What if your sweetheart delights in going out to dinner, but you prefer eating at home after a long work day? Do you go to the movies instead?
    What if she loves flowers, but pragmatism overwhelms you and you cannot bring yourself to sink money into something that will die in just a few days? Do you give her chocolates instead?
    What if she loves conversation, but you have nothing to talk about? Instead, you encourage her to go out with her friends so she can chat.
We might truly love our brides, but in each of these situations the thing she aches for most from us is not provided. Can she get each of these things elsewhere? Certainly. But those things and places are not the man she married.

I recently Tweeted (@LoveYourBride), "Tragic the spouse who knows that for which their mate aches and withholds it anyway." One of the sweet ways that God matures us as men is when we learn how to express love to someone in a fashion that is different from the way in which we like to be loved. This is fundamental and this is as obvious as ABC. Our brides are not us.

To love our wives well, we must learn how to do so. I believe this is what Peter drives at when he tells us to "dwell with your wives with understanding." Dwelling implies relationship. Understanding implies knowledge. As I have mentioned before, we have the opportunity to be PhDs of our wives. She is so multifaceted that you will never know everything to know about her, and because she is not static, she will be ever-changing thus providing an endless opportunity to learn new things.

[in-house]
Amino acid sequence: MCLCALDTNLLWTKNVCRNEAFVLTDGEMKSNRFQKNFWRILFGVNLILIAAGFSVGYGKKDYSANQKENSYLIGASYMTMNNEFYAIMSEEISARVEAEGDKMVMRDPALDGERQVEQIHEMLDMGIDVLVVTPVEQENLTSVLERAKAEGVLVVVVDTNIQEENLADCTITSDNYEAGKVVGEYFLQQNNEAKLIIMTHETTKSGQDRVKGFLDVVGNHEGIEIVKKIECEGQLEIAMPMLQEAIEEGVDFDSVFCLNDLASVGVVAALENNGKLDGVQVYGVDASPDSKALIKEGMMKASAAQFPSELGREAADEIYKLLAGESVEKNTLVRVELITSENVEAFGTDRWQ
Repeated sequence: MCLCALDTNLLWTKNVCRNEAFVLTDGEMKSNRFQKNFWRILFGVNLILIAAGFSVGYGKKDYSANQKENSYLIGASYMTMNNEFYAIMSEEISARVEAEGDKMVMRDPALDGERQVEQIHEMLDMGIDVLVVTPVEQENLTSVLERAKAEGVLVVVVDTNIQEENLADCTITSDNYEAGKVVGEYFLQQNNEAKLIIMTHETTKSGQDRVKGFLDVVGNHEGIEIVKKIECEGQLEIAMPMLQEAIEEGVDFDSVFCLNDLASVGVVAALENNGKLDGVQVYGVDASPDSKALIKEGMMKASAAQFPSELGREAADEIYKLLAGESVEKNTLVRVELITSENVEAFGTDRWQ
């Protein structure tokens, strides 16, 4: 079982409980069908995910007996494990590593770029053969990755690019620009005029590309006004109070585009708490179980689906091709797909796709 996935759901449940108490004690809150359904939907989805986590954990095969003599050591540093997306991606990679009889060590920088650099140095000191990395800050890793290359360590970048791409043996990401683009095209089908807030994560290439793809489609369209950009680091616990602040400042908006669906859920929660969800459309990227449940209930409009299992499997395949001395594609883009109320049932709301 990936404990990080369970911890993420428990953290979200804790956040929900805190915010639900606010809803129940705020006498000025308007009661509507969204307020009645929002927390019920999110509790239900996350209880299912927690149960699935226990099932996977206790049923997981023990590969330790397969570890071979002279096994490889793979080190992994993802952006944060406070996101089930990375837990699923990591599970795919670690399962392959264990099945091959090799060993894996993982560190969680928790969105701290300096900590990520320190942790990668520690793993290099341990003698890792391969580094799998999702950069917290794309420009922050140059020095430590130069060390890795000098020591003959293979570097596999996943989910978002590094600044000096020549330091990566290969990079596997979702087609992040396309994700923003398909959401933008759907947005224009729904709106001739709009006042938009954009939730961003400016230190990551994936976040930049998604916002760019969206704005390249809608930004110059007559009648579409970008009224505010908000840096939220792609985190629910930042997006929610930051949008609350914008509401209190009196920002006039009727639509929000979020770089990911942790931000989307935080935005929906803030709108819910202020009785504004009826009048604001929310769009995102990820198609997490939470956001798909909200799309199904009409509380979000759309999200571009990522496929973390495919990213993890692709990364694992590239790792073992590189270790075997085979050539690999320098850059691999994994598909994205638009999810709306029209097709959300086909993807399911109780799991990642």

So get over your aversion to feet.

Learn to enjoy dining out on a semi-regular basis.

Buy her flowers just because they delight her soul.

Open up. Converse. Give your thoughts on topics because you do have them. And learn to ask questions of her. LEARN how to converse.

If we do not do these things, we might say we love our wives, but they are not hearing the message. As the song says, "Your lips move but I can't hear what your saying." Love never has been a feeling. It has always been an act of the will. Does your wife feel neglected? Why is that? Are your expressions of love as alien as ketchup to a Frenchman?

Such resistance might actually be rebellion against God's clear command to love our wives. Consider the wife that aches for physical intimacy, but her man is unwilling to provide it. He is in direct violation of God's word to husbands and wives in 1 Corinthians 7:1-5. She has a responsibility to hold her man accountable before God just as she would have a responsibility to hold any believer accountable who stands in direct defiance to God's word. If he continued to resist, she should seek counsel for her and her man with their pastor.

This is a tragedy within the church today. Husbands and wives are of their own choosing not loving their spouses in a manner that they know will touch their spouse deeply. Is it because they cannot or is it because they will not?

Can a spouse's desire be contrary to Scripture? Certainly. A wife who wants an open marriage wants what's contrary to God's word. If a wife wants to be blinged in diamonds and you're living paycheck to paycheck, she wants what is contrary to biblical stewardship. But if I am not constrained by Scripture, what could possibly constrain me from satisfying my bride?

It's time for us in the household of faith to stop what amounts to childish disobedience. Let us grow in maturity and choose this day to love our brides well with the lavish and over-the-top love with which God in Christ loves us.